Having at least the first 10 scheduled and planned out before you begin will help you get off to a good start.
Would you like to just talk into the microphone, like I do… or have people contribute?
Think about all of those sorts of things.
Now that you have ideas, think about equipment.
Think about your budget.. do you want to invest $300 into your podcast… or do you want to invest $50?
Personally, I’ve invested about $120 into my podcast when I first started.
Visited Fiverr and got an intro and outro done by someone.
We use a free recording software called Audacity, which is available both on PC and Mac.
I’m using the blue snowball microphone, which I don’t recommend.
If you look online, it’s a big round microphone and costs about $60.
I got it because Rachel Martin from Blogging Concentrated recommended it, so I thought “Oh, that’s cool… I want it.”
It looks like an old school Elvis style microphone.
Because it’s big and round, it picks up ALL the noise.
You can hear my dog walking on the stairs and the background noise from outdoors (despite how hard I try to soundproof the room).
Next time I buy a microphone, I’m going to buy the kind that you put right by your mouth.
I think it’s called a dynamic microphone.
There’s a suggestion people make that’s about $100 and probably would have been worth the investment for me, having two podcasts.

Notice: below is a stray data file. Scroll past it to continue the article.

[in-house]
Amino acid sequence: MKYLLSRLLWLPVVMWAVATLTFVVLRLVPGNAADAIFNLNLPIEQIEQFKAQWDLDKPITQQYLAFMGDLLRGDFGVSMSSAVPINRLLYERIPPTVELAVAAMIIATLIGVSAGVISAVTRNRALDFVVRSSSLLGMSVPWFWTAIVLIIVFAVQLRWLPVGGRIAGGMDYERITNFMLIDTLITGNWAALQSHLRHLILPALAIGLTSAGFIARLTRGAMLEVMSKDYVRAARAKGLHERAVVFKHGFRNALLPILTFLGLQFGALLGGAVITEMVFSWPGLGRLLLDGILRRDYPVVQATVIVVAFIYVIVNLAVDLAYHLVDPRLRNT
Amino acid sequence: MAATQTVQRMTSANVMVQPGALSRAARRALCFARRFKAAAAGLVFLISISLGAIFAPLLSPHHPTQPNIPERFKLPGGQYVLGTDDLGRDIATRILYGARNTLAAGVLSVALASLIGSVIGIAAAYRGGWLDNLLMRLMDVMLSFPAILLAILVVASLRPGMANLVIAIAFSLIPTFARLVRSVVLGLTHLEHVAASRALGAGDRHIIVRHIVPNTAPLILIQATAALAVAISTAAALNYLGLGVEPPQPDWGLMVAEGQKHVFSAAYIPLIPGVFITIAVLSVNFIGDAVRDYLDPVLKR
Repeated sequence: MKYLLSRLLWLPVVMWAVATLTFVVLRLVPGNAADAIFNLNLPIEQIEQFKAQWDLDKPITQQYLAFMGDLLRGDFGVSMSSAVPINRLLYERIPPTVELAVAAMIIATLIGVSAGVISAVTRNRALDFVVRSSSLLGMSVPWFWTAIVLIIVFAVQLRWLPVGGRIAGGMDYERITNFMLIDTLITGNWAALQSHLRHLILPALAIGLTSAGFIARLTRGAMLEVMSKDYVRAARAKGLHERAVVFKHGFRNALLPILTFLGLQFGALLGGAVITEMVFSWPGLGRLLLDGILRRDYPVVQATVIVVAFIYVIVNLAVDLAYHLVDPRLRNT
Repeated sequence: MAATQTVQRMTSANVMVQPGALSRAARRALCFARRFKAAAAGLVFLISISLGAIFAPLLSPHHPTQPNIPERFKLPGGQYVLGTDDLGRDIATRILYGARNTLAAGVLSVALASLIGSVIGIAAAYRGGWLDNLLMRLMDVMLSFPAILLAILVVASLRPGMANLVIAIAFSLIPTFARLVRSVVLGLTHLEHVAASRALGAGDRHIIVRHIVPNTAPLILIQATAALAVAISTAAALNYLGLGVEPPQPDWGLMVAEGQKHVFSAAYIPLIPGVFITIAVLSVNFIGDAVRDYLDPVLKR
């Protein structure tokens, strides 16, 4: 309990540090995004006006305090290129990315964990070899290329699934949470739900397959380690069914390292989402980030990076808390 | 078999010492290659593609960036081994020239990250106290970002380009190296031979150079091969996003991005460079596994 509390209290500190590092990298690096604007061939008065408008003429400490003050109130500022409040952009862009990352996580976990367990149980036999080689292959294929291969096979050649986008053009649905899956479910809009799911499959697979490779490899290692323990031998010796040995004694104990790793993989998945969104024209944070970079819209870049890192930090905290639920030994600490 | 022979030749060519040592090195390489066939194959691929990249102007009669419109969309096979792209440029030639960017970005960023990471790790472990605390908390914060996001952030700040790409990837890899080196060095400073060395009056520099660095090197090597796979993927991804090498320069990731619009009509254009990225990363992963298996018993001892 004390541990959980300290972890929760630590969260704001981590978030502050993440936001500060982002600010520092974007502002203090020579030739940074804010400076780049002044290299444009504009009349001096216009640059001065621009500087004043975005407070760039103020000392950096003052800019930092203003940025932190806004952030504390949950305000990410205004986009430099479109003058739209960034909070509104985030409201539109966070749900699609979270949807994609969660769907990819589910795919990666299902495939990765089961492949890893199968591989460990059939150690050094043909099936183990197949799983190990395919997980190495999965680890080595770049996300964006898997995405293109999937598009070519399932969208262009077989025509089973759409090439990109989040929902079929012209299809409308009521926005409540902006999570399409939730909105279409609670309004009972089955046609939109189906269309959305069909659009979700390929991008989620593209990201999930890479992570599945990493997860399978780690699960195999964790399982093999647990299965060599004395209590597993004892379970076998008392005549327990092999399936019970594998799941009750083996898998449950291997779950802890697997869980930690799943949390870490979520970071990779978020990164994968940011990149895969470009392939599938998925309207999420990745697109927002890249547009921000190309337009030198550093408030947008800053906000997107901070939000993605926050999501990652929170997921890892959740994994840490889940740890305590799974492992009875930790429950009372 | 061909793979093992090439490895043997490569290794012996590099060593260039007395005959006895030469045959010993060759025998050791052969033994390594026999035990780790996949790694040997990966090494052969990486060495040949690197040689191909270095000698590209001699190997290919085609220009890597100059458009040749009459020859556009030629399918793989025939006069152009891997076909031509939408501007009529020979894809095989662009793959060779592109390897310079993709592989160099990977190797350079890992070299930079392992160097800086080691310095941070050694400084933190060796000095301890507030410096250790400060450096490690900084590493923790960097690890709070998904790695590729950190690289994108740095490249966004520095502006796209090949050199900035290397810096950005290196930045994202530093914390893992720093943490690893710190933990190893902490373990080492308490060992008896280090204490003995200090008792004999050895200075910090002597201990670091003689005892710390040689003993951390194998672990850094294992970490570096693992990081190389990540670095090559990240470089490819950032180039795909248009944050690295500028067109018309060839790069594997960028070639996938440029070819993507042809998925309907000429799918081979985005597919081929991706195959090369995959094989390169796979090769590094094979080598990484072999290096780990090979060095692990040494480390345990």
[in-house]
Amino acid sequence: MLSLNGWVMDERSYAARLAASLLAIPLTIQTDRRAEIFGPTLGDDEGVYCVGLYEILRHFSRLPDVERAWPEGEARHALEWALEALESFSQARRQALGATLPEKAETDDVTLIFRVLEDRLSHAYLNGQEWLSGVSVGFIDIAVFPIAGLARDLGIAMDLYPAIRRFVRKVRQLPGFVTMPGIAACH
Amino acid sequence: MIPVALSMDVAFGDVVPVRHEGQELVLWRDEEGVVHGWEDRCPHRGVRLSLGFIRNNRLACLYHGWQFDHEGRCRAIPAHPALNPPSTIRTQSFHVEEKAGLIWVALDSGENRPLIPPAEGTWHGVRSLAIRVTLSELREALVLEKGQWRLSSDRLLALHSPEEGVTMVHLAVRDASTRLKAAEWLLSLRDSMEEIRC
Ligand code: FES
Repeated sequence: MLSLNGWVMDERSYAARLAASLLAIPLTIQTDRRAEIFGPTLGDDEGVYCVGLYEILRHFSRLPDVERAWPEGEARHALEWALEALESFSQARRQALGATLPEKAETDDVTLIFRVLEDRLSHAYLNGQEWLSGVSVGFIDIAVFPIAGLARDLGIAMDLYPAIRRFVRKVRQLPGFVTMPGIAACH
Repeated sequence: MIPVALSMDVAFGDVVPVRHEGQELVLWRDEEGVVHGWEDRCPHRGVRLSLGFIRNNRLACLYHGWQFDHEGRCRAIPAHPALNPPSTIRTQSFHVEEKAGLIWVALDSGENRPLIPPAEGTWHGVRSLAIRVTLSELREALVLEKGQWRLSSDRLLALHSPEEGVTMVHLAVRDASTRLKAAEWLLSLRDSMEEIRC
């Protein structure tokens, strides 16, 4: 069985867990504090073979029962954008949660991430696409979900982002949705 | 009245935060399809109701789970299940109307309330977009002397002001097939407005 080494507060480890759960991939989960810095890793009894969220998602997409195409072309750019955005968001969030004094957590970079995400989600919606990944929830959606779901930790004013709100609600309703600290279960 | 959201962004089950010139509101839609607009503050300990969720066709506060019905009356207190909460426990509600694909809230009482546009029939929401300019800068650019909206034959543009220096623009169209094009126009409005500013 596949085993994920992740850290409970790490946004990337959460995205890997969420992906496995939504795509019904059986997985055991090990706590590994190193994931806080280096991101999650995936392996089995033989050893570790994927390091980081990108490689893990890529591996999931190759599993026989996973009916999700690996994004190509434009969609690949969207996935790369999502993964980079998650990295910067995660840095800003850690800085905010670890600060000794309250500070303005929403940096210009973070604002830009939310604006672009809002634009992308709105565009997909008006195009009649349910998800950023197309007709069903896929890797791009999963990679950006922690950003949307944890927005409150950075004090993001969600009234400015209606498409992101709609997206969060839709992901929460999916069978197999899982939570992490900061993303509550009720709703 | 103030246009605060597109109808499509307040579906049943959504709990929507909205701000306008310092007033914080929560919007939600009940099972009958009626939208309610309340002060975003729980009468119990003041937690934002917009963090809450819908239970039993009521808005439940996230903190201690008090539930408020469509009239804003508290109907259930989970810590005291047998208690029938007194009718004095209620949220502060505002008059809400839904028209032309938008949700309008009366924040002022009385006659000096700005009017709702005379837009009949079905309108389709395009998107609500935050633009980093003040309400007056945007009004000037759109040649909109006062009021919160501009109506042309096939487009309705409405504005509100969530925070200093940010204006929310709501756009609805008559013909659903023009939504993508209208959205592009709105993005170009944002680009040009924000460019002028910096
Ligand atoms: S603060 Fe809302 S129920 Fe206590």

Since I already invested in the one I have however, I’ll continue to make it work for now.
If you plan on having multiple people in one room and can’t invest in another microphone, the snowball is a good idea because it will pick up all the voices.
I’d also like to add that this summer they put out a lot of advertising that was pretty sexist and I wouldn’t support them with my dollar again after seeing that.
You also need headphones.
I’ve used cheap headphones from the dollar store.
The ones I’m wearing now cost about $25.
They don’t have to be anything crazy.
The reason you want to wear headphones is to eliminate the noise coming from your laptop.
You also want to make sure you can hear the other person, if you are interviewing someone.
Because I’m in the room by myself, the headphones aren’t as necessary.
I still like to wear them so that if my computer starts making any sounds I can hear them, without having to stop my entire recording and figure it out.
So, download Audacity for free (Garageband on Mac is not free).
If your budget is really small and you don’t want to buy a mic, you can download something called Boss Jock for your iPhone (I believe there’s something similar on Android).
Your phone has a built-in mic or you can choose to purchase one that you can plug into it.
Generally speaking, I think the more money you spend on this stuff, the better that they are.
The techy side of podcasting isn’t exactly my forte, but a tip given to me by someone in broadcasting was “if you’re going to record on your phone, remove the cover and lay the phone on your chest with your microphone sticking up.”
Since it’s under your chin and on your chest, it’ll be able to pick the sound better and cancel a lot of the extra noise.